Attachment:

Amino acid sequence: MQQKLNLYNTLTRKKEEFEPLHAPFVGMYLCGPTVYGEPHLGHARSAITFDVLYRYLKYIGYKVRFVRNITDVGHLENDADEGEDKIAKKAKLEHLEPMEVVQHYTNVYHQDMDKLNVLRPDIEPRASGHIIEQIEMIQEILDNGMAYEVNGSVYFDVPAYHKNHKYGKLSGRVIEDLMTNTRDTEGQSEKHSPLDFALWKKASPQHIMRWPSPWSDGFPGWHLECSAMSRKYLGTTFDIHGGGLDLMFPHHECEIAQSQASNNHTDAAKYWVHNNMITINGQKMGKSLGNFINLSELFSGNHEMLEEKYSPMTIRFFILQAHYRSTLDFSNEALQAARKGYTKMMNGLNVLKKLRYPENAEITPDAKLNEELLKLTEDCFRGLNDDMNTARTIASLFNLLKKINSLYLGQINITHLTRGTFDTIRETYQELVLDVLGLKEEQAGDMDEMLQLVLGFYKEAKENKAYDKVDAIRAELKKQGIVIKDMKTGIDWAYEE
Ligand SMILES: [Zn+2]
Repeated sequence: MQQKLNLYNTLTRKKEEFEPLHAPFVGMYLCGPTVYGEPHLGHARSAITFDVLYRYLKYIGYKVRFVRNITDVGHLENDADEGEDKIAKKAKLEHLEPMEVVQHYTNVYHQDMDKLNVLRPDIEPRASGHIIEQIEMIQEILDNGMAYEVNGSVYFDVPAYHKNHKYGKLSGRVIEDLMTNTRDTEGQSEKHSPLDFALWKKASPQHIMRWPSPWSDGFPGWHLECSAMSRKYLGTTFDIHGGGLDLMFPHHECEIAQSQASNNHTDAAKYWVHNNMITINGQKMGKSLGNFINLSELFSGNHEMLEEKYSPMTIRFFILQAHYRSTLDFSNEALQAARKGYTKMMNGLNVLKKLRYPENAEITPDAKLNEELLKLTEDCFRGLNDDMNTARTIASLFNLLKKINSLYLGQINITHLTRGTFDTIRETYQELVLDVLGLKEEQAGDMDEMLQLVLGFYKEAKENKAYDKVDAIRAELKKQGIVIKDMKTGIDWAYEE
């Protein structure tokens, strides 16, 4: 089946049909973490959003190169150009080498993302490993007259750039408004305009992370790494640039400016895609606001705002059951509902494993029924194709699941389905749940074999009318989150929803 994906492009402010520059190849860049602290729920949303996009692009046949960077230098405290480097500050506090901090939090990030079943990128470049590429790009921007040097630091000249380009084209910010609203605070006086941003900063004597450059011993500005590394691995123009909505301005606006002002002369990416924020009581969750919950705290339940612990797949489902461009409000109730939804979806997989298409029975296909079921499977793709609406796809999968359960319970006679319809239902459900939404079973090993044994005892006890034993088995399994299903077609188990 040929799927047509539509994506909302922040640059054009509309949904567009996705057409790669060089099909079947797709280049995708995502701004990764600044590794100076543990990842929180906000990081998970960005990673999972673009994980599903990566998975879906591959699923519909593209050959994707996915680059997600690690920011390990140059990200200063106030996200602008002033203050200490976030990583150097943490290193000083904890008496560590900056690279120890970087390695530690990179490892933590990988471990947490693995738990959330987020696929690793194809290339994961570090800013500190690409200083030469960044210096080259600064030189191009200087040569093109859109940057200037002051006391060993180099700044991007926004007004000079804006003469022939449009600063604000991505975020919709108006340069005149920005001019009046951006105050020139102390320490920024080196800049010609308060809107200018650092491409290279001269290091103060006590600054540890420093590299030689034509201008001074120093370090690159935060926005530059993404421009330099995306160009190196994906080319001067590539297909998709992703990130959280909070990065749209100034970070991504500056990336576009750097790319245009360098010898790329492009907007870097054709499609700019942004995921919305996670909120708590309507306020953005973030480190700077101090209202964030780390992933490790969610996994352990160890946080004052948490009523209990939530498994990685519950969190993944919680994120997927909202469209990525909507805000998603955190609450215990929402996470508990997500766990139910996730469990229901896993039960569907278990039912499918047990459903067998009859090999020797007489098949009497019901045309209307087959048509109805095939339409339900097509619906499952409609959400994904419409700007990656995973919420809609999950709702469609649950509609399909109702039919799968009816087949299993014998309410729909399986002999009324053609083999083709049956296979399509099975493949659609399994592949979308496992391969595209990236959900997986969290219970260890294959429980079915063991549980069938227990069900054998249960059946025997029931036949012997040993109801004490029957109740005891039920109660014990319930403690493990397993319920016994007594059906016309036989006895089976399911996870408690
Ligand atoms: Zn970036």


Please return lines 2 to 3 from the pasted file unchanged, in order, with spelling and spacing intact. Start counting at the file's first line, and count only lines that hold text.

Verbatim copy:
Ligand SMILES: [Zn+2]
Repeated sequence: MQQKLNLYNTLTRKKEEFEPLHAPFVGMYLCGPTVYGEPHLGHARSAITFDVLYRYLKYIGYKVRFVRNITDVGHLENDADEGEDKIAKKAKLEHLEPMEVVQHYTNVYHQDMDKLNVLRPDIEPRASGHIIEQIEMIQEILDNGMAYEVNGSVYFDVPAYHKNHKYGKLSGRVIEDLMTNTRDTEGQSEKHSPLDFALWKKASPQHIMRWPSPWSDGFPGWHLECSAMSRKYLGTTFDIHGGGLDLMFPHHECEIAQSQASNNHTDAAKYWVHNNMITINGQKMGKSLGNFINLSELFSGNHEMLEEKYSPMTIRFFILQAHYRSTLDFSNEALQAARKGYTKMMNGLNVLKKLRYPENAEITPDAKLNEELLKLTEDCFRGLNDDMNTARTIASLFNLLKKINSLYLGQINITHLTRGTFDTIRETYQELVLDVLGLKEEQAGDMDEMLQLVLGFYKEAKENKAYDKVDAIRAELKKQGIVIKDMKTGIDWAYEE